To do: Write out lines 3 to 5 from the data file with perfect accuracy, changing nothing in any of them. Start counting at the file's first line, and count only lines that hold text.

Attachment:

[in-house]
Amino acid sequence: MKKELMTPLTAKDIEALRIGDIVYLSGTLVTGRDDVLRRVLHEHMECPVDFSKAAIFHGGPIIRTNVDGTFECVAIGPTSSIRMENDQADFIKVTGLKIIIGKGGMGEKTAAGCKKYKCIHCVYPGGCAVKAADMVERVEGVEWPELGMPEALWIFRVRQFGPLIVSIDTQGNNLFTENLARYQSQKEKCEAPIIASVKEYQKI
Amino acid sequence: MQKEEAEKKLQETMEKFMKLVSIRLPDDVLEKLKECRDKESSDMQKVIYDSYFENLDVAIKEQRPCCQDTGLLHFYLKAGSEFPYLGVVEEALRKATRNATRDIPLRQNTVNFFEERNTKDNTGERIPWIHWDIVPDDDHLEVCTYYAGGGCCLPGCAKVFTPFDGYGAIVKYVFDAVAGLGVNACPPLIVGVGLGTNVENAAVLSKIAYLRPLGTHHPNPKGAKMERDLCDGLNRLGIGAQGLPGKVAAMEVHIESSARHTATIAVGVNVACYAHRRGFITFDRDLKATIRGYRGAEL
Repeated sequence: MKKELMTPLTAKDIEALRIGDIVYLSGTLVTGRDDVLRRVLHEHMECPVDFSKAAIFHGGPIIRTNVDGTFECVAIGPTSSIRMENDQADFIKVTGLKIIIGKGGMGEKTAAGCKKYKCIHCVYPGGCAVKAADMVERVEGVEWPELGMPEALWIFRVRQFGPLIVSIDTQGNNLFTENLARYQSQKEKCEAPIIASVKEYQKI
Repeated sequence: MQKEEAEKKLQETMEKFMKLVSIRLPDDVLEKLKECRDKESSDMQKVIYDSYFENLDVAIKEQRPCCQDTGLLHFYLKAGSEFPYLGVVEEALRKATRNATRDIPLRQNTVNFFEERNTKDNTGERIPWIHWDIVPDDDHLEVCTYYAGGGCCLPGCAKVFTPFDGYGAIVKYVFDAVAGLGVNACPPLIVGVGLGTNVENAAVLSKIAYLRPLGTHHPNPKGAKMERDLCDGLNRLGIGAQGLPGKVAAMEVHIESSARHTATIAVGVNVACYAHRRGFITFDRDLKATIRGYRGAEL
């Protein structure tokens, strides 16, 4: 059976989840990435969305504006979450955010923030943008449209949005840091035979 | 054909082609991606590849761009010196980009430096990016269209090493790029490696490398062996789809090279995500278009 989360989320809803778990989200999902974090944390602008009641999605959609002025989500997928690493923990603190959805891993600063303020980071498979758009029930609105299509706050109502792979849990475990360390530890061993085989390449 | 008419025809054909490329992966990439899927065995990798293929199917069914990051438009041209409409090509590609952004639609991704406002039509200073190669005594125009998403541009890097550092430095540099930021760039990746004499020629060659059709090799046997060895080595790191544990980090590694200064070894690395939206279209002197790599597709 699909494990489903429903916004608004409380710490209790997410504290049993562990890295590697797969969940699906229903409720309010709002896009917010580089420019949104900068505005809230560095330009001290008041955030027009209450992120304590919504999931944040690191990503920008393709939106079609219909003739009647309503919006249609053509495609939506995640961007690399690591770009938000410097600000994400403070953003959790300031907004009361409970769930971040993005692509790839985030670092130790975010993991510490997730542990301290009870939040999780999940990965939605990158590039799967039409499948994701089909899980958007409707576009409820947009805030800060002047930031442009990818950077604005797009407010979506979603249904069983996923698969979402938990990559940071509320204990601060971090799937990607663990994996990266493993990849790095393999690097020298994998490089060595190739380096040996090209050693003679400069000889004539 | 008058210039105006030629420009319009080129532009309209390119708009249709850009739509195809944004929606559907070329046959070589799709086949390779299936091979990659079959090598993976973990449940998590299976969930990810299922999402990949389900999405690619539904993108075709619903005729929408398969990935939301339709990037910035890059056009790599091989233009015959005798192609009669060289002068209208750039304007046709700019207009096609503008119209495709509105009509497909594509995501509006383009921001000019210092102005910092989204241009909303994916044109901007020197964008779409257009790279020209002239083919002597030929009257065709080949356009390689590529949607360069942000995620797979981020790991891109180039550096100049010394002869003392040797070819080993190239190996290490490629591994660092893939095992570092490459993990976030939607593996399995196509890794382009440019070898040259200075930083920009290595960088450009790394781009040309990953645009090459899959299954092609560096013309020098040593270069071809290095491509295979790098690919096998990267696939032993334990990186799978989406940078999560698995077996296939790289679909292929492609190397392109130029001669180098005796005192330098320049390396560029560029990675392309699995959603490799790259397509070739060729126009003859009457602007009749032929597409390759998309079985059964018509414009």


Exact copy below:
Amino acid sequence: MQKEEAEKKLQETMEKFMKLVSIRLPDDVLEKLKECRDKESSDMQKVIYDSYFENLDVAIKEQRPCCQDTGLLHFYLKAGSEFPYLGVVEEALRKATRNATRDIPLRQNTVNFFEERNTKDNTGERIPWIHWDIVPDDDHLEVCTYYAGGGCCLPGCAKVFTPFDGYGAIVKYVFDAVAGLGVNACPPLIVGVGLGTNVENAAVLSKIAYLRPLGTHHPNPKGAKMERDLCDGLNRLGIGAQGLPGKVAAMEVHIESSARHTATIAVGVNVACYAHRRGFITFDRDLKATIRGYRGAEL
Repeated sequence: MKKELMTPLTAKDIEALRIGDIVYLSGTLVTGRDDVLRRVLHEHMECPVDFSKAAIFHGGPIIRTNVDGTFECVAIGPTSSIRMENDQADFIKVTGLKIIIGKGGMGEKTAAGCKKYKCIHCVYPGGCAVKAADMVERVEGVEWPELGMPEALWIFRVRQFGPLIVSIDTQGNNLFTENLARYQSQKEKCEAPIIASVKEYQKI
Repeated sequence: MQKEEAEKKLQETMEKFMKLVSIRLPDDVLEKLKECRDKESSDMQKVIYDSYFENLDVAIKEQRPCCQDTGLLHFYLKAGSEFPYLGVVEEALRKATRNATRDIPLRQNTVNFFEERNTKDNTGERIPWIHWDIVPDDDHLEVCTYYAGGGCCLPGCAKVFTPFDGYGAIVKYVFDAVAGLGVNACPPLIVGVGLGTNVENAAVLSKIAYLRPLGTHHPNPKGAKMERDLCDGLNRLGIGAQGLPGKVAAMEVHIESSARHTATIAVGVNVACYAHRRGFITFDRDLKATIRGYRGAEL